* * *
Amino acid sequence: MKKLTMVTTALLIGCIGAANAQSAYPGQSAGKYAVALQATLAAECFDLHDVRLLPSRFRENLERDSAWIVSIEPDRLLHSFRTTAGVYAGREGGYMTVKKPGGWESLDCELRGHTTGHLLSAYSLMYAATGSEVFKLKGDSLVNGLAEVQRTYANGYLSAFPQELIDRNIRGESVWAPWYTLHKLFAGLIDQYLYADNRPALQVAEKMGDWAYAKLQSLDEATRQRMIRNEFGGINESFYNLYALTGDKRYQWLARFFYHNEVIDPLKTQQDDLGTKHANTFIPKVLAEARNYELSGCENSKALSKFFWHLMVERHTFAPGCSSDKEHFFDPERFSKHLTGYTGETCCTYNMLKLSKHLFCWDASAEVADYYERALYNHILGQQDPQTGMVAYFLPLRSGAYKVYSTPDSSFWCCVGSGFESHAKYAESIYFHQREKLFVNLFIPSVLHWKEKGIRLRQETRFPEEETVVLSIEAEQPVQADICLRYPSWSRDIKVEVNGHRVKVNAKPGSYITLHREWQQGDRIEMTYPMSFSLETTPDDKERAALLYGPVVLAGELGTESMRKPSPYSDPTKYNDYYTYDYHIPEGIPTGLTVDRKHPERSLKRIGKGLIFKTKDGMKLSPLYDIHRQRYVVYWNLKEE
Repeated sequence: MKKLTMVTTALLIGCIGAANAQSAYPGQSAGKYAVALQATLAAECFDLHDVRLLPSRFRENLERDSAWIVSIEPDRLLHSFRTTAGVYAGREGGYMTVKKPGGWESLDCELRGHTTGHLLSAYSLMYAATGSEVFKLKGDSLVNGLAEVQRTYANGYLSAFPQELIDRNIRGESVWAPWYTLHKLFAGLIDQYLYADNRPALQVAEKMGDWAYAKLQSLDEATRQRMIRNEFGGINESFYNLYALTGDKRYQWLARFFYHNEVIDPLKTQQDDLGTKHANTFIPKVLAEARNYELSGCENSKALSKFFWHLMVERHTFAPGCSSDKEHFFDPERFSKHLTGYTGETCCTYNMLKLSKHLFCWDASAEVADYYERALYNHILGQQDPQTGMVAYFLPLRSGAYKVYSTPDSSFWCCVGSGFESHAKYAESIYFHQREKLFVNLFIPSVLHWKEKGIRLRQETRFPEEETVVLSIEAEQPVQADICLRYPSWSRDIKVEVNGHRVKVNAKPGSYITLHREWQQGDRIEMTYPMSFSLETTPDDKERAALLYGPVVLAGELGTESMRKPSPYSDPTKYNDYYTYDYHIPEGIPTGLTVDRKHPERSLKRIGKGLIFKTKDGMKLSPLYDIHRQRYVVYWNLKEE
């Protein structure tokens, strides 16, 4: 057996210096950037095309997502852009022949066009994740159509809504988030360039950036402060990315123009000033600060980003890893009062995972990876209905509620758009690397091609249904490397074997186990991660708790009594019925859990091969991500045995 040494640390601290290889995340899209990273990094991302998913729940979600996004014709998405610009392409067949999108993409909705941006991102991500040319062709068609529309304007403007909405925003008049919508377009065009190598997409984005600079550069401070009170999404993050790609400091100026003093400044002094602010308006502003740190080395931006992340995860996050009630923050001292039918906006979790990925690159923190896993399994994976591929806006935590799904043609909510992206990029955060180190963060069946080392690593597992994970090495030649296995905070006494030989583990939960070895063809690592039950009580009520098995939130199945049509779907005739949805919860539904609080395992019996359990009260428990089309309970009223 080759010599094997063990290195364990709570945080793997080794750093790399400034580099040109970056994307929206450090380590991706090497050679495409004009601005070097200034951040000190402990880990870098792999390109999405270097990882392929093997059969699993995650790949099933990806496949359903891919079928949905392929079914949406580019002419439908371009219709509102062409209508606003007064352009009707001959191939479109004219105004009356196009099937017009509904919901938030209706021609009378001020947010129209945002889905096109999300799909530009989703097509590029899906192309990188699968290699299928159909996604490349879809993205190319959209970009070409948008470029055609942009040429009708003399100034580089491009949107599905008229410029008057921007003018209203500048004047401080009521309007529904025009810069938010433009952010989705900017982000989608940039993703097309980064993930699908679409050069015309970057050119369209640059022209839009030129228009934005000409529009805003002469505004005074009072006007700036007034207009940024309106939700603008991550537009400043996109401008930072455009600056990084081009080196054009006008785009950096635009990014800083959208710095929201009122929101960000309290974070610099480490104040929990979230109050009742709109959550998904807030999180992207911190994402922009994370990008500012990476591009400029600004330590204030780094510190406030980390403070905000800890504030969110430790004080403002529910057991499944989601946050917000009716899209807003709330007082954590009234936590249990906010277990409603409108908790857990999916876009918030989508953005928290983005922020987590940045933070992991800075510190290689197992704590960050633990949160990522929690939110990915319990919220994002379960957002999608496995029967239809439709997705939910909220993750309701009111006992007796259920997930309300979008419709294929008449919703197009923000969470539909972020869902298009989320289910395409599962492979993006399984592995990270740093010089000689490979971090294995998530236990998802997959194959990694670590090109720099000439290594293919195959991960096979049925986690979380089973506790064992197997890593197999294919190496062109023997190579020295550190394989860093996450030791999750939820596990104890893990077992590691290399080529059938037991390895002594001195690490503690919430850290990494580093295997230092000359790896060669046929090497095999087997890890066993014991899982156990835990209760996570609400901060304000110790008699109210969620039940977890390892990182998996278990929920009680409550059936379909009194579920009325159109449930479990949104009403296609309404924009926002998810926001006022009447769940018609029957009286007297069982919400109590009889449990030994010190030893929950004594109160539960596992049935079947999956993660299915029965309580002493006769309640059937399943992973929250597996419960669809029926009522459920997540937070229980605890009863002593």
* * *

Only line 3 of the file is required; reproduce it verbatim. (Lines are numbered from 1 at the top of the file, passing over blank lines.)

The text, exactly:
């Protein structure tokens, strides 16, 4: 057996210096950037095309997502852009022949066009994740159509809504988030360039950036402060990315123009000033600060980003890893009062995972990876209905509620758009690397091609249904490397074997186990991660708790009594019925859990091969991500045995 040494640390601290290889995340899209990273990094991302998913729940979600996004014709998405610009392409067949999108993409909705941006991102991500040319062709068609529309304007403007909405925003008049919508377009065009190598997409984005600079550069401070009170999404993050790609400091100026003093400044002094602010308006502003740190080395931006992340995860996050009630923050001292039918906006979790990925690159923190896993399994994976591929806006935590799904043609909510992206990029955060180190963060069946080392690593597992994970090495030649296995905070006494030989583990939960070895063809690592039950009580009520098995939130199945049509779907005739949805919860539904609080395992019996359990009260428990089309309970009223 080759010599094997063990290195364990709570945080793997080794750093790399400034580099040109970056994307929206450090380590991706090497050679495409004009601005070097200034951040000190402990880990870098792999390109999405270097990882392929093997059969699993995650790949099933990806496949359903891919079928949905392929079914949406580019002419439908371009219709509102062409209508606003007064352009009707001959191939479109004219105004009356196009099937017009509904919901938030209706021609009378001020947010129209945002889905096109999300799909530009989703097509590029899906192309990188699968290699299928159909996604490349879809993205190319959209970009070409948008470029055609942009040429009708003399100034580089491009949107599905008229410029008057921007003018209203500048004047401080009521309007529904025009810069938010433009952010989705900017982000989608940039993703097309980064993930699908679409050069015309970057050119369209640059022209839009030129228009934005000409529009805003002469505004005074009072006007700036007034207009940024309106939700603008991550537009400043996109401008930072455009600056990084081009080196054009006008785009950096635009990014800083959208710095929201009122929101960000309290974070610099480490104040929990979230109050009742709109959550998904807030999180992207911190994402922009994370990008500012990476591009400029600004330590204030780094510190406030980390403070905000800890504030969110430790004080403002529910057991499944989601946050917000009716899209807003709330007082954590009234936590249990906010277990409603409108908790857990999916876009918030989508953005928290983005922020987590940045933070992991800075510190290689197992704590960050633990949160990522929690939110990915319990919220994002379960957002999608496995029967239809439709997705939910909220993750309701009111006992007796259920997930309300979008419709294929008449919703197009923000969470539909972020869902298009989320289910395409599962492979993006399984592995990270740093010089000689490979971090294995998530236990998802997959194959990694670590090109720099000439290594293919195959991960096979049925986690979380089973506790064992197997890593197999294919190496062109023997190579020295550190394989860093996450030791999750939820596990104890893990077992590691290399080529059938037991390895002594001195690490503690919430850290990494580093295997230092000359790896060669046929090497095999087997890890066993014991899982156990835990209760996570609400901060304000110790008699109210969620039940977890390892990182998996278990929920009680409550059936379909009194579920009325159109449930479990949104009403296609309404924009926002998810926001006022009447769940018609029957009286007297069982919400109590009889449990030994010190030893929950004594109160539960596992049935079947999956993660299915029965309580002493006769309640059937399943992973929250597996419960669809029926009522459920997540937070229980605890009863002593």